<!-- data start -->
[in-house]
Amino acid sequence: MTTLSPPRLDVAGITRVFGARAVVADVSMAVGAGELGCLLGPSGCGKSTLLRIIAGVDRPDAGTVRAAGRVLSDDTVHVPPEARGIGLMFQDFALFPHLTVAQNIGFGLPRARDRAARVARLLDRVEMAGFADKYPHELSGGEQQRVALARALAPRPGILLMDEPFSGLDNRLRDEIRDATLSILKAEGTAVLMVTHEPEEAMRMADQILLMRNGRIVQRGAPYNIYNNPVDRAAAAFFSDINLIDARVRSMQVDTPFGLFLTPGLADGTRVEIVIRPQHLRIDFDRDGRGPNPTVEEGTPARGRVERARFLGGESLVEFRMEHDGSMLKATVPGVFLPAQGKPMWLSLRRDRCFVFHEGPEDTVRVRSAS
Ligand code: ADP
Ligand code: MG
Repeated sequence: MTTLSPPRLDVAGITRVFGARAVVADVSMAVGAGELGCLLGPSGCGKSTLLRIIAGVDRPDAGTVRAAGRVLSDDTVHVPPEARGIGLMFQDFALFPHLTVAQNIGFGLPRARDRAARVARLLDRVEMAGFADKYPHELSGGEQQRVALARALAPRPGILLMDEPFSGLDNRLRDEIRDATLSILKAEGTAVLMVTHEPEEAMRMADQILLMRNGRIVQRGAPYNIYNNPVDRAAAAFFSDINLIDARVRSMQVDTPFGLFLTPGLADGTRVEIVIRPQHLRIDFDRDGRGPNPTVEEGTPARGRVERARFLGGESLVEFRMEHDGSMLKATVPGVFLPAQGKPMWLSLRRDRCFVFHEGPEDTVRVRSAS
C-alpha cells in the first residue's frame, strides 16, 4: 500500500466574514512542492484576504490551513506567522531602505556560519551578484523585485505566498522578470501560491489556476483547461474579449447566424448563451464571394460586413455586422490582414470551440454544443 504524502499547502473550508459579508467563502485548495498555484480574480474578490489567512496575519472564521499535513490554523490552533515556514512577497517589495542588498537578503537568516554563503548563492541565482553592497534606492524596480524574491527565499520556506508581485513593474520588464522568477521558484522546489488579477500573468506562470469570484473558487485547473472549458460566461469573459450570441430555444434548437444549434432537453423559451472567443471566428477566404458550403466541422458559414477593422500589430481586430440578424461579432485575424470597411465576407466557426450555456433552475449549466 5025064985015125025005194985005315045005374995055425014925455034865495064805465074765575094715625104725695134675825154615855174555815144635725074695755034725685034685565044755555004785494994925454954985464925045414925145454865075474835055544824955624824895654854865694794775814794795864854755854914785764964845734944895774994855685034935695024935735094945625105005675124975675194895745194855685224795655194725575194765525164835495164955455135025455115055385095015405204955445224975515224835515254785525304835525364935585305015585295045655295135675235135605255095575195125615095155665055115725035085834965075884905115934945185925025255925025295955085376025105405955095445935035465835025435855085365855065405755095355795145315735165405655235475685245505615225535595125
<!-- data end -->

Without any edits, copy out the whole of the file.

[in-house]
Amino acid sequence: MTTLSPPRLDVAGITRVFGARAVVADVSMAVGAGELGCLLGPSGCGKSTLLRIIAGVDRPDAGTVRAAGRVLSDDTVHVPPEARGIGLMFQDFALFPHLTVAQNIGFGLPRARDRAARVARLLDRVEMAGFADKYPHELSGGEQQRVALARALAPRPGILLMDEPFSGLDNRLRDEIRDATLSILKAEGTAVLMVTHEPEEAMRMADQILLMRNGRIVQRGAPYNIYNNPVDRAAAAFFSDINLIDARVRSMQVDTPFGLFLTPGLADGTRVEIVIRPQHLRIDFDRDGRGPNPTVEEGTPARGRVERARFLGGESLVEFRMEHDGSMLKATVPGVFLPAQGKPMWLSLRRDRCFVFHEGPEDTVRVRSAS
Ligand code: ADP
Ligand code: MG
Repeated sequence: MTTLSPPRLDVAGITRVFGARAVVADVSMAVGAGELGCLLGPSGCGKSTLLRIIAGVDRPDAGTVRAAGRVLSDDTVHVPPEARGIGLMFQDFALFPHLTVAQNIGFGLPRARDRAARVARLLDRVEMAGFADKYPHELSGGEQQRVALARALAPRPGILLMDEPFSGLDNRLRDEIRDATLSILKAEGTAVLMVTHEPEEAMRMADQILLMRNGRIVQRGAPYNIYNNPVDRAAAAFFSDINLIDARVRSMQVDTPFGLFLTPGLADGTRVEIVIRPQHLRIDFDRDGRGPNPTVEEGTPARGRVERARFLGGESLVEFRMEHDGSMLKATVPGVFLPAQGKPMWLSLRRDRCFVFHEGPEDTVRVRSAS
C-alpha cells in the first residue's frame, strides 16, 4: 500500500466574514512542492484576504490551513506567522531602505556560519551578484523585485505566498522578470501560491489556476483547461474579449447566424448563451464571394460586413455586422490582414470551440454544443 504524502499547502473550508459579508467563502485548495498555484480574480474578490489567512496575519472564521499535513490554523490552533515556514512577497517589495542588498537578503537568516554563503548563492541565482553592497534606492524596480524574491527565499520556506508581485513593474520588464522568477521558484522546489488579477500573468506562470469570484473558487485547473472549458460566461469573459450570441430555444434548437444549434432537453423559451472567443471566428477566404458550403466541422458559414477593422500589430481586430440578424461579432485575424470597411465576407466557426450555456433552475449549466 5025064985015125025005194985005315045005374995055425014925455034865495064805465074765575094715625104725695134675825154615855174555815144635725074695755034725685034685565044755555004785494994925454954985464925045414925145454865075474835055544824955624824895654854865694794775814794795864854755854914785764964845734944895774994855685034935695024935735094945625105005675124975675194895745194855685224795655194725575194765525164835495164955455135025455115055385095015405204955445224975515224835515254785525304835525364935585305015585295045655295135675235135605255095575195125615095155665055115725035085834965075884905115934945185925025255925025295955085376025105405955095445935035465835025435855085365855065405755095355795145315735165405655235475685245505615225535595125